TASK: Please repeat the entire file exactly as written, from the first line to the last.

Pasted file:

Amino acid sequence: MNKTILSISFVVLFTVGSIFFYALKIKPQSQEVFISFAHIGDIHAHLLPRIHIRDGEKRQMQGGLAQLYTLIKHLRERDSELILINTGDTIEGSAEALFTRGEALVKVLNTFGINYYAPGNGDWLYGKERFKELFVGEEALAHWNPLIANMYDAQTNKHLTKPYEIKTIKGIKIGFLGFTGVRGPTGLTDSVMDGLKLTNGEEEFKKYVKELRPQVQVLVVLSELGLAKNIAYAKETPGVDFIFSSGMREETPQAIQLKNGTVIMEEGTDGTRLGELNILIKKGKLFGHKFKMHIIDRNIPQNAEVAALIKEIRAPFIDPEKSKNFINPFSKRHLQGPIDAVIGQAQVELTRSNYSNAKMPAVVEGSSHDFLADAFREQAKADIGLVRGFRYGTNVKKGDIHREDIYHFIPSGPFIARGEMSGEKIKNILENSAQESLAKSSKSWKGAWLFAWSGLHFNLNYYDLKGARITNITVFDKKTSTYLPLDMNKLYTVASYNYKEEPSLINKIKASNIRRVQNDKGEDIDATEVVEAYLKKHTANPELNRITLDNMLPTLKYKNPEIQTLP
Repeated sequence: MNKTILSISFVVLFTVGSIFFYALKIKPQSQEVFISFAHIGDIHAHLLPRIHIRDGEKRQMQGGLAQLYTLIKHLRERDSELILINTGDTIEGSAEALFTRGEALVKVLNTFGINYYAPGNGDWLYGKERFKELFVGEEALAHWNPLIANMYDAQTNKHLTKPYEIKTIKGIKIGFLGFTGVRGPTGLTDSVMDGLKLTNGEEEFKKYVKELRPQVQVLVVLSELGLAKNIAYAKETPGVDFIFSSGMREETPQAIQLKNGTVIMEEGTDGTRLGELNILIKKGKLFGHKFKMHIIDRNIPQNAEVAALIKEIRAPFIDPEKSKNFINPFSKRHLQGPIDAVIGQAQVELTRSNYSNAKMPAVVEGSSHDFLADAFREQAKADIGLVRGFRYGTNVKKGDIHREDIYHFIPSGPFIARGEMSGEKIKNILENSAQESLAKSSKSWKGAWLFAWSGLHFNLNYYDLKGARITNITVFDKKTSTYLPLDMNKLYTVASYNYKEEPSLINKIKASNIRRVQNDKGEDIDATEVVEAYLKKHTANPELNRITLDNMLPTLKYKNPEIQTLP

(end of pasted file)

Amino acid sequence: MNKTILSISFVVLFTVGSIFFYALKIKPQSQEVFISFAHIGDIHAHLLPRIHIRDGEKRQMQGGLAQLYTLIKHLRERDSELILINTGDTIEGSAEALFTRGEALVKVLNTFGINYYAPGNGDWLYGKERFKELFVGEEALAHWNPLIANMYDAQTNKHLTKPYEIKTIKGIKIGFLGFTGVRGPTGLTDSVMDGLKLTNGEEEFKKYVKELRPQVQVLVVLSELGLAKNIAYAKETPGVDFIFSSGMREETPQAIQLKNGTVIMEEGTDGTRLGELNILIKKGKLFGHKFKMHIIDRNIPQNAEVAALIKEIRAPFIDPEKSKNFINPFSKRHLQGPIDAVIGQAQVELTRSNYSNAKMPAVVEGSSHDFLADAFREQAKADIGLVRGFRYGTNVKKGDIHREDIYHFIPSGPFIARGEMSGEKIKNILENSAQESLAKSSKSWKGAWLFAWSGLHFNLNYYDLKGARITNITVFDKKTSTYLPLDMNKLYTVASYNYKEEPSLINKIKASNIRRVQNDKGEDIDATEVVEAYLKKHTANPELNRITLDNMLPTLKYKNPEIQTLP
Repeated sequence: MNKTILSISFVVLFTVGSIFFYALKIKPQSQEVFISFAHIGDIHAHLLPRIHIRDGEKRQMQGGLAQLYTLIKHLRERDSELILINTGDTIEGSAEALFTRGEALVKVLNTFGINYYAPGNGDWLYGKERFKELFVGEEALAHWNPLIANMYDAQTNKHLTKPYEIKTIKGIKIGFLGFTGVRGPTGLTDSVMDGLKLTNGEEEFKKYVKELRPQVQVLVVLSELGLAKNIAYAKETPGVDFIFSSGMREETPQAIQLKNGTVIMEEGTDGTRLGELNILIKKGKLFGHKFKMHIIDRNIPQNAEVAALIKEIRAPFIDPEKSKNFINPFSKRHLQGPIDAVIGQAQVELTRSNYSNAKMPAVVEGSSHDFLADAFREQAKADIGLVRGFRYGTNVKKGDIHREDIYHFIPSGPFIARGEMSGEKIKNILENSAQESLAKSSKSWKGAWLFAWSGLHFNLNYYDLKGARITNITVFDKKTSTYLPLDMNKLYTVASYNYKEEPSLINKIKASNIRRVQNDKGEDIDATEVVEAYLKKHTANPELNRITLDNMLPTLKYKNPEIQTLP